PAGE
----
As Jose Limon, Jr., paced a college classroom full of slumping shoulders and hanging heads yesterday, Eloise Zapata hung intently on every word.
"We're the fastest-growing minority in this country, but we are the poorest," Mr. Limon, a General Motors engineer, said to a room full of Hispanic high school students. "Why? Because we have the poorest education. But you can be a success if you choose to be."
Mr. Limon was one of more than a dozen presenters during Toledo Public Schools' Latino Career Day at Lourdes College in Sylvania.
About 180 students from four Toledo high schools - Waite, Bowsher, Libbey, and Woodward - got information on college and career choices during the half-day event.
Miss Zapata, a senior at Waite, asked how her interest in art might translate into a lucrative career with an automaker.
"That is what my daughter is majoring in right now," Mr. Limon told her. "Sculptors and artists at General Motors start at $80,000 a year. That's a good living."
Students heard presentations from firefighters, journalists, teachers, nurses, construction workers, social workers, college educators, and cosmetologists.
Each presenter told students to stay in school, go to college, and set goals now to guide their working lives.
"Everybody looks at you right now, they look at you and say that you [as a Hispanic] are going to fail," Toledo firefighter Edward Granados explained. "You prove them wrong."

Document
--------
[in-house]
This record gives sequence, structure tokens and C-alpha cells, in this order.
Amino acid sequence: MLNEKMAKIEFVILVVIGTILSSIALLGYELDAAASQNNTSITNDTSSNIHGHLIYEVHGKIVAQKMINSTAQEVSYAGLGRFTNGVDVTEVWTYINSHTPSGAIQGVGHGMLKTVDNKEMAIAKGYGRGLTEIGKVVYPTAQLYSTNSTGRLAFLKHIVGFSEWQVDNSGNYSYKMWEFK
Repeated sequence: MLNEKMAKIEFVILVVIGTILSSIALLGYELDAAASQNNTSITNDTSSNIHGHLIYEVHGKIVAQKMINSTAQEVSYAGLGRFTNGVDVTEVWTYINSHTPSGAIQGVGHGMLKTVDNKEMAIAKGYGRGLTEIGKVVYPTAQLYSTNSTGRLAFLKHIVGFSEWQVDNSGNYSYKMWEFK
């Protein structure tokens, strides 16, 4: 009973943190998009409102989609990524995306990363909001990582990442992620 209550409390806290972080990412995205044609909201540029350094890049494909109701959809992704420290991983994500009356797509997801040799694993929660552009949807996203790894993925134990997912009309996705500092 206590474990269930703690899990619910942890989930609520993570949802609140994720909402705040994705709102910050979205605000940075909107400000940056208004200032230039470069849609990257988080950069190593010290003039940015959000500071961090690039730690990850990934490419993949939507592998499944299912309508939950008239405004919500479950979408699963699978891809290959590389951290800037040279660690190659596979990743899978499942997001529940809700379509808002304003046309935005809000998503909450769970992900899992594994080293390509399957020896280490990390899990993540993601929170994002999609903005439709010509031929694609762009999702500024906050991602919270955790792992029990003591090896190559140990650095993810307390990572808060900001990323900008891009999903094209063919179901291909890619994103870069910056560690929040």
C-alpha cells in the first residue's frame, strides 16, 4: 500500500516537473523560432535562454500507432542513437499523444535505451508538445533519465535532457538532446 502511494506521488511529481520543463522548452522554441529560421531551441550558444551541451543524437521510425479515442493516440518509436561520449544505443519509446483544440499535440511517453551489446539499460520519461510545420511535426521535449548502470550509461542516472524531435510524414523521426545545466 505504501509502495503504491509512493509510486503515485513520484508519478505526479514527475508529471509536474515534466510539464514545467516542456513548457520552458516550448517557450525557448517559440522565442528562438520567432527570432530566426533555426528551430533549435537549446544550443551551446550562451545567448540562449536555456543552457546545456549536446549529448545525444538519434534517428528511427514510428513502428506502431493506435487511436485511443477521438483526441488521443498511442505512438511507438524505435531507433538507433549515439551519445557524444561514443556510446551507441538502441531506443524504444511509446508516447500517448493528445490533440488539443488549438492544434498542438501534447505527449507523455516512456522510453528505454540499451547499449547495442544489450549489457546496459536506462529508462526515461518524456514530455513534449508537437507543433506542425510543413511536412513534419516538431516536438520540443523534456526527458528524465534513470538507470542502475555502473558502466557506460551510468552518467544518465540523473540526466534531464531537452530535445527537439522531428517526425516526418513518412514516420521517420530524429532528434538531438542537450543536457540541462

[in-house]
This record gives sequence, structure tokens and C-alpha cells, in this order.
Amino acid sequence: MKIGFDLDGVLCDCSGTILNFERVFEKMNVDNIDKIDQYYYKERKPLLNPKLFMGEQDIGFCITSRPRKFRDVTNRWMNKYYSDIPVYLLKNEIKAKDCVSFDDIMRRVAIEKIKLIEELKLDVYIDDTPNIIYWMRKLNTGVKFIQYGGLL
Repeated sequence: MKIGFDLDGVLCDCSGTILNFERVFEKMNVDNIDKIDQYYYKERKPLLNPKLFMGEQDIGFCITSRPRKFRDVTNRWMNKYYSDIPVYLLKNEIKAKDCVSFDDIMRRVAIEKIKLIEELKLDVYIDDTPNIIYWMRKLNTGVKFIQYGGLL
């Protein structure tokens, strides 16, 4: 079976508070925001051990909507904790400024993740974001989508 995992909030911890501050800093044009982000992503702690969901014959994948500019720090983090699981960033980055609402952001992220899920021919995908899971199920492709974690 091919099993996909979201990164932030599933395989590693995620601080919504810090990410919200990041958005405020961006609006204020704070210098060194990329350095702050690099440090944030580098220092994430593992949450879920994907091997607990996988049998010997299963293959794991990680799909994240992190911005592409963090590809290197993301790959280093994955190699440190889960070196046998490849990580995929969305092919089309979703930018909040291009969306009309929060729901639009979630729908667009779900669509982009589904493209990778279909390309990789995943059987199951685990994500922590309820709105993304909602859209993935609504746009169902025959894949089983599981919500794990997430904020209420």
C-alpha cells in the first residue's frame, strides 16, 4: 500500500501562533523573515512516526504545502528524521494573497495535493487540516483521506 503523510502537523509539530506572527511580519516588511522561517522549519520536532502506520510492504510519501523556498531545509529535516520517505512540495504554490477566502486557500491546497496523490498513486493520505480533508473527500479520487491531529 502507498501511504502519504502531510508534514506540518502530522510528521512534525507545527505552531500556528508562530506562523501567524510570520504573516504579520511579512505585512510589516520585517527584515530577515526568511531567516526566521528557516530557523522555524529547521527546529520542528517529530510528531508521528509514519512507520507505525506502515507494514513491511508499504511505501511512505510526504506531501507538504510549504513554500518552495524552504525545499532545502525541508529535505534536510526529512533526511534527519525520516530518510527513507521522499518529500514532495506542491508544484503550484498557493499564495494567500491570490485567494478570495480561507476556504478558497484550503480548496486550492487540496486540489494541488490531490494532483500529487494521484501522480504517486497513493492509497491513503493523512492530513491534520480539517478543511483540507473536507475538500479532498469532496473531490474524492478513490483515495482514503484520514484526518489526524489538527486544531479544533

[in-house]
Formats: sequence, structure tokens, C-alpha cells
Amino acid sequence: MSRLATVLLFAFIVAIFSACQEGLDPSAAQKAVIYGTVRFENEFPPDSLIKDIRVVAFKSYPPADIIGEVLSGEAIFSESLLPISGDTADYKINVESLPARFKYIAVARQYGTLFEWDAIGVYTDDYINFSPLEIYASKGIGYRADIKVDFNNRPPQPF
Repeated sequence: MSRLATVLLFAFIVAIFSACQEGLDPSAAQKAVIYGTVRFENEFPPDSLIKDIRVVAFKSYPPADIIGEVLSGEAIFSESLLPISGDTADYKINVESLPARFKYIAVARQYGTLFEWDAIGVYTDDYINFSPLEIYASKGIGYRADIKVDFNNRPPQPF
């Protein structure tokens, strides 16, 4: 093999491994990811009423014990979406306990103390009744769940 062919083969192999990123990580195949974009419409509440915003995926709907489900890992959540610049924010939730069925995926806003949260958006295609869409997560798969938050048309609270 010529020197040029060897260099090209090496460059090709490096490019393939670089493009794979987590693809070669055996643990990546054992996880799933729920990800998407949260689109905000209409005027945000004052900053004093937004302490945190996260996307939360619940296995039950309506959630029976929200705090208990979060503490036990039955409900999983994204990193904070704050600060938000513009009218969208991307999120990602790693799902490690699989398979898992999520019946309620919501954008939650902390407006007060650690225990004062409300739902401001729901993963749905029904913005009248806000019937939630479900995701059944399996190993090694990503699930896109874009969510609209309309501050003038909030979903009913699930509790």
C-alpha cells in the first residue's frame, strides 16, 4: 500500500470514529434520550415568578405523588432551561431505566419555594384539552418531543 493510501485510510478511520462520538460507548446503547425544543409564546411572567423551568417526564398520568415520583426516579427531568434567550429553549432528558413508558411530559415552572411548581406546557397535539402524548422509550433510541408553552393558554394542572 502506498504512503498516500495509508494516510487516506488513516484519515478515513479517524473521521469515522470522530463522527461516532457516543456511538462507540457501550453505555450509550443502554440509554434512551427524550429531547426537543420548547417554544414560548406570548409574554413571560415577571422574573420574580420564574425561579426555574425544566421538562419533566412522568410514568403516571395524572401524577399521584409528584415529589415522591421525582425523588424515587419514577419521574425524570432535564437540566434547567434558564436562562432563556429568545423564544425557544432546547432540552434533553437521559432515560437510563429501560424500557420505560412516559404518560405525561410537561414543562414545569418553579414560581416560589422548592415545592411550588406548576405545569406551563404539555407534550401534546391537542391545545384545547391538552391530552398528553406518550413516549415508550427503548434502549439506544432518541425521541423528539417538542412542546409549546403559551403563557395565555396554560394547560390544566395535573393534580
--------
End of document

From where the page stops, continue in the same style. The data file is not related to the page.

This was the fourth consecutive year that Toledo Public has held its Latino Career Day at Lourdes. Jose Luna, the school district's coordinator of bilingual education and related programs, said the venue helps to inspire those who attend the annual program.
"Any time that Hispanic kids get a chance to set foot on a college campus is a good experience for them," Mr. Luna said. "It's just not something that they usually have an opportunity to do."
Students had the opportunity to attend up to three seminars on different career fields. Seniors were separated for one session to allow them to focus on how to successfully seek financial aid to attend college.
Rafael Sanson, Jr., a junior at Waite, said the presentations provided him with a better understanding of the choices before him.
"I'm still looking around [for a career choice]. I'm looking at going into technology," the 17-year-old said. "This helps explain things more, if I'm really interested in something."
Victoria Herrera, a 16-year-old Bowsher sophomore, agreed.
"You got different choices of what you want to do," she said of the presentations. "I really liked the one about the arts."
Contact Larry P. Vellequette at: email@example.com or 419-724-6091.